Defence minister Johnny Mercer calls on Treasury to fork out thousands of pounds for hero Commonwealth veterans who are forced to pay for visas to stay in the UK
- Defence minister Johnny Mercer wants to help Commonwealth military veterans
- Commonwealth citizens can apply for indefinite leave to remain after four years
- However, they face bills of up to £10,000 if they have a partner and two children
- Mr Mercer said there is a row over which department should pick up the bill
Whitehall is at war over Commonwealth veterans who are forced to fork out thousands of pounds to remain in Britain.
Defence minister Johnny Mercer says the MoD and the Home Office disagree on who should cover the bill for visas.
Mr Mercer, who is in charge of the Office for Veterans’ Affairs, called on the Treasury to step in with the cash. He was backed yesterday by Michael Gove, who is responsible for veterans at Cabinet level.
Defence minister Johnny Mercer says the MoD and the Home Office disagree on who should cover the bill for visas for Commonwealth veterans
Commonwealth veterans who serve four years with the armed forces are entitled to apply for indefinite leave to remain
Commonwealth sailors complain about Royal Navy’s ‘discrimination’
Commonwealth sailors are banned from parts of Royal Navy ships because of security fears, they complained yesterday.
Aaron Dickson, 43, who has been in the Navy for 17 years, said the rules left many of his comrades ’embarrassed and demoralised’.
The petty officer, who is from Saint Vincent in the Caribbean, said: ‘When it comes to equality and diversity, that’s out of the window straight away.
‘If you have 180 people serving in a ship, doing the same job, you would think everyone would be allowed to go in every compartment.’
The Royal Navy allows only British citizens into the operations room and the secure information room on its vessels. That rules out Commonwealth recruits even though they are trusted to fight.
Aaron Dickson, 43, who has been in the Navy for 17 years, said the rules left many of his comrades ’embarrassed and demoralised’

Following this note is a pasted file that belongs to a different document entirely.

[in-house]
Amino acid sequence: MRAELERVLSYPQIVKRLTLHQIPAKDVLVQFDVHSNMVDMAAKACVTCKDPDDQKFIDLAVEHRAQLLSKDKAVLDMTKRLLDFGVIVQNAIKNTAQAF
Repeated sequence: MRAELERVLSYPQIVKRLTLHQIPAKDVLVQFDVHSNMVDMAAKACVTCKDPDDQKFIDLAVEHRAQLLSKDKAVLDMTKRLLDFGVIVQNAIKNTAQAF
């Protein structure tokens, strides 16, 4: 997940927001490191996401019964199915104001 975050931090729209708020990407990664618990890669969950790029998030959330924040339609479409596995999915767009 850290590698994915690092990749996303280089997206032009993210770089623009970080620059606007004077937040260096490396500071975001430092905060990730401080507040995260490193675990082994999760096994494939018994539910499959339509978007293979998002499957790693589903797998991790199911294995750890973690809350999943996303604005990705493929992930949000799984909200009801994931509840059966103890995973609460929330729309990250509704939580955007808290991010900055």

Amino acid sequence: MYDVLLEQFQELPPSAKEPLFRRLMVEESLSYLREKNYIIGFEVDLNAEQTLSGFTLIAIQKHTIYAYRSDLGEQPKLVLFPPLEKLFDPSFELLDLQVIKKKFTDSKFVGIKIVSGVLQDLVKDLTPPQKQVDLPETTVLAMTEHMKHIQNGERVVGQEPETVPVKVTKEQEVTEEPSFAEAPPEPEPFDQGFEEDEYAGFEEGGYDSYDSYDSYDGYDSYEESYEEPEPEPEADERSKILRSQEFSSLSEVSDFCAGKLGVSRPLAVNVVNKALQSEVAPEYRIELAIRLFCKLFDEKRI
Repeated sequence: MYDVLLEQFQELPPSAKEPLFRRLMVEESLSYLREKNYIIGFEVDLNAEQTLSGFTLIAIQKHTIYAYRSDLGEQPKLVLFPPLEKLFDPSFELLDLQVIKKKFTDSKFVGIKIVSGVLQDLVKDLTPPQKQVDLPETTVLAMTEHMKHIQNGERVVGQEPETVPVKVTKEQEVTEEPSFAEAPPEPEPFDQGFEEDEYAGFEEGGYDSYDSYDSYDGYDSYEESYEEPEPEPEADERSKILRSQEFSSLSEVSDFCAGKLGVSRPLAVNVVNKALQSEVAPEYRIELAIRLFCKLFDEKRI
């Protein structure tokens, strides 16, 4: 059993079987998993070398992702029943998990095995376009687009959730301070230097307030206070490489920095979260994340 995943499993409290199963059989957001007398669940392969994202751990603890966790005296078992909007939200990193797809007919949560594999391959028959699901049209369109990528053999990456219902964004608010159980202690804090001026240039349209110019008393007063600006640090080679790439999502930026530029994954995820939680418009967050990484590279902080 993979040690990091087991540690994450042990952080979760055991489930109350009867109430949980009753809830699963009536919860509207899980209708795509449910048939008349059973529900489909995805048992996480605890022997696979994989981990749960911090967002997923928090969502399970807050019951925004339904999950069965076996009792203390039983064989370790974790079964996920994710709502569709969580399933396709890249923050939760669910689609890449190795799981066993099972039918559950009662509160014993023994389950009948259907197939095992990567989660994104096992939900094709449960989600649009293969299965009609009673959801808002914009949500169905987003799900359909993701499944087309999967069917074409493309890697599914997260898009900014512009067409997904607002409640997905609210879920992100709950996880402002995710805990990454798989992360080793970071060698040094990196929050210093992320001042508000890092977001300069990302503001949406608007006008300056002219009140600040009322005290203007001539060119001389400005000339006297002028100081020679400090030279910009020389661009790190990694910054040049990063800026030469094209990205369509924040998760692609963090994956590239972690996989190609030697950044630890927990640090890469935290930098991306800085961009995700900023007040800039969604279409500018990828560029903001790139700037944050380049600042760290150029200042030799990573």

Speaking on board HMS Westminster in Portsmouth, the Cabinet Office minister blasted his own Government’s policy as ‘ridiculous’. The ministers were visiting the frigate to launch an advisory board comprising prominent ex-service personnel and experts.
Commonwealth citizens serving in the Armed Forces have the right to apply for indefinite leave to remain in the UK after four years in uniform. But a service leaver with a partner and two children could face a bill of almost £10,000 to obtain a visa, according to the Royal British Legion.
If they cannot afford to pay up they face deportation.
Mr Mercer is seeking a path to citizenship that will save the veterans huge expense.
They also face problems when their salaries are too low for family members to qualify for a visa under strict immigration rules.
Mr Mercer said: ‘It’s a classic Office for Veterans’ Affairs issue because it has always been fought out between the MoD and the Home Office as to who is going to foot the bill for it.’
Referring to a sailor who had left the Royal Navy, Mr Mercer said: ‘He has just paid £12,500 to stay in this country with his family despite having served 12 years.’
Mr Gove responded: ‘That’s ridiculous, we should be paying. If you served in uniform for 12 years then you’ve done more for this country than any of us can rate or value.’
Another former sailor told the ministers: ‘It took me five years of saving everything I had for me and my family.’
Mr Mercer replied: ‘If we can get the money, we can sort this out. They add so much – Fijians, Jamaicans, Barbadians – yet £12,500 for a young family to settle.
‘Some of the kids were born here, we can’t ask them to leave. We’ve got to sort this out.’
Mr Gove told the sailors: ‘You’ve convinced Johnny and you’ve certainly convinced me that we need to change. We’ll try and make sure we can refund the money.’
Around 10 per cent of the 190 crew of HMS Westminster are from Commonwealth countries.